Photo Cutline: (L to R) Front Row: Mayor of Welch Winston McKeon, Cherokee Nation Deputy Chief S. Joe Crittenden and Tribal Councilor Victoria Vazquez sign an agreement to help fund a pilot study of the town’s drinking water. Back Row: Chief of Staff Chuck Hoskin Sr., town of Welch clerk Kenni Morton, Welch City Councilor Tracy Lewis, Cherokee community organization in Welch board member Doddie Keith, Welch City Councilor John Dorsey, Craig County Commissioner Hugh Gordon and Secretary of State Chuck Hoskin Jr.
WELCH, OKLAHOMA —The Cherokee Nation entered into an agreement with the town of Welch on Thursday to help pilot a study to provide healthier drinking water for residents. Welch is in Craig County.
The tribe secured $10,000 through Indian Health Service to assist the town with a $40,000 study. A city grant will fund the remaining costs.
“We have a responsibility to do all we can to help provide safe and consumable water for our citizens in northeast Oklahoma,” said Cherokee Nation Deputy Chief S. Joe Crittenden. “This is an investment and partnership that will create a healthier population and have a positive long-term effect. We’re just glad that the Cherokee Nation is able to assist this community to provide safer drinking water to residents for years to come.”
As part of the pilot study, Colorado-based Water Remediation Technologies will use specialized equipment to filter out radium from the town’s water source. The specialized filtration system uses a media filter, which uses a bed of sand, crushed granite or other material to filter water for drinking.
The system has been successful in other states but is untested so far in Oklahoma.
The study will last up to three months and be monitored by the Oklahoma Department of Environmental Quality. If the study is successful, the tribe and town of Welch will seek additional funding to build a permanent Water Remediation Technologies filtration system to keep the community in compliance with quality water standards.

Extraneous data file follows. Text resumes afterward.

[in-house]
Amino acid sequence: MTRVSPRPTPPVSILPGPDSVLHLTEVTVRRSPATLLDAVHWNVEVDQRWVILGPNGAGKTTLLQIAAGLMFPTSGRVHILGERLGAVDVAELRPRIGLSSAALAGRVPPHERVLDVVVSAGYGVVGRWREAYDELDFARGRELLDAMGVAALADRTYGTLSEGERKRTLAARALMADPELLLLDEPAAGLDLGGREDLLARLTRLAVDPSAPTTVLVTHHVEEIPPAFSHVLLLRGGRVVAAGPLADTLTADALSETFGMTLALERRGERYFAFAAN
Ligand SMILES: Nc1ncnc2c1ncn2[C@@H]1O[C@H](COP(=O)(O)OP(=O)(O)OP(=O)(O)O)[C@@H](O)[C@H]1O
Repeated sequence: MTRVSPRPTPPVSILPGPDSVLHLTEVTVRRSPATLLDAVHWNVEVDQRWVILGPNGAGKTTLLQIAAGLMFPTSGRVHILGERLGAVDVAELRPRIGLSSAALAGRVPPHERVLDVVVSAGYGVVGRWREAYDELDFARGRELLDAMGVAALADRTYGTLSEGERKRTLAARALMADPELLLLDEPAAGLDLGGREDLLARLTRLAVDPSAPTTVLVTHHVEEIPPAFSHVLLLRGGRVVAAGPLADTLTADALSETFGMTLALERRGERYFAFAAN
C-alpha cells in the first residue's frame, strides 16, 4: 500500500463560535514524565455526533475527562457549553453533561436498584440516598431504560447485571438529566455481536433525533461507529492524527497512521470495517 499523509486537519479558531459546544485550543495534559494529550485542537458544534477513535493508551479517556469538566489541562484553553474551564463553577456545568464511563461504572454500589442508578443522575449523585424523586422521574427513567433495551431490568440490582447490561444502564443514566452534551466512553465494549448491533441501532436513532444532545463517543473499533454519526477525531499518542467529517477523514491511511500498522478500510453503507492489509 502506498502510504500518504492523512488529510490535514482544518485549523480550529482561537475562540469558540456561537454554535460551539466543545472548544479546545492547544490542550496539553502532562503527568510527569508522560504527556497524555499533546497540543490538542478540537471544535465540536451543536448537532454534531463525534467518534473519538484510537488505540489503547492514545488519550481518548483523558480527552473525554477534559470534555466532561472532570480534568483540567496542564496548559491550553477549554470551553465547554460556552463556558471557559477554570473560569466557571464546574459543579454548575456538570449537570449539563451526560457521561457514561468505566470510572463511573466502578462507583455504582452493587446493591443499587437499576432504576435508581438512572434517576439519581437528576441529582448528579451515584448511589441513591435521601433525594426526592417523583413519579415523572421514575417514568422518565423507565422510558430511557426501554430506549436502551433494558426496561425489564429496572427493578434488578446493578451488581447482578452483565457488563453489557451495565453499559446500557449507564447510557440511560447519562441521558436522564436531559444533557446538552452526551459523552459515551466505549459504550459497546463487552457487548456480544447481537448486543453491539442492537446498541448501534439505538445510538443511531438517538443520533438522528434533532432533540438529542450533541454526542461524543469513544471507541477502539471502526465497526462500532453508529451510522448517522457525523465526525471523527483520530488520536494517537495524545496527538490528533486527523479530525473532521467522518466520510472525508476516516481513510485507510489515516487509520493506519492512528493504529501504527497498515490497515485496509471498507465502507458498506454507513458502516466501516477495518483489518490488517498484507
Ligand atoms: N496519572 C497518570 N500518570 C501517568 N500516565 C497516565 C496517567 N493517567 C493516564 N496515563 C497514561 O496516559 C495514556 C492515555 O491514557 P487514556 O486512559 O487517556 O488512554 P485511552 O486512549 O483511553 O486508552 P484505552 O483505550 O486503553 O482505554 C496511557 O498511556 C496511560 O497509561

“The Cherokee Nation’s help with this project is great because not only are we receiving monetary support, but the tribe has brought in engineers to help with logistics of the project,” said Mayor of Welch Winston McKeon. “I’m just so impressed with the Cherokee Nation, because no matter where you go, whether it’s small communities or large communities within the county, you’ll see the designated signs noting projects being funded by Cherokee Nation tribal money. That is a wonderful thing. I’m pleased and proud the town of Welch can be a part of that.”
Welch is under a consent agreement from the Oklahoma Department of Environmental Quality to remove elevated levels of radium in its water supply.
The water filtration system project is the first community partnership ever between the Cherokee Nation and town of Welch.
Overall, Cherokee Nation’s engineering program has provided water improvement projects to 23 homes in the Welch area and about 121 homes in Craig County.
“Developing partnerships with our communities inside the Cherokee Nation not only betters the lives of our tribal citizens, but all Oklahomans in the area,” said Tribal Councilor Victoria Vazquez, who lives in Welch. “It is critical that our tribe continue to further develop these established partnerships in order to create the most optimal living conditions possible for those within the Cherokee Nation jurisdiction.”
Other current Cherokee Nation projects in Craig County include extending the waterline in Craig County Rural Water District #2. The tribe paid $27,415 for the engineering costs of the more than three-mile waterline expansion connecting the rural water district with the town of Ketchum. The project will serve five tribal homes.
Cherokee Nation Chief of Staff Chuck Hoskin Sr., who represents the area in the Oklahoma State Legislature, said he believes partnerships are the best way to tackle local infrastructure issues.
“The local communities know best what problems should be addressed. When we work together at all levels of government, we can support those communities and help solve the problem,” said Hoskin.
The Cherokee Nation has completed 10 water and sewer projects with $250,000 from tribal funds and $1.28 million from Indian Health Service funds throughout the 14-county tribal jurisdiction in fiscal year 2013. For more information on the Cherokee Nation engineering program, visit www.cherokee.org and click under the services and community tabs.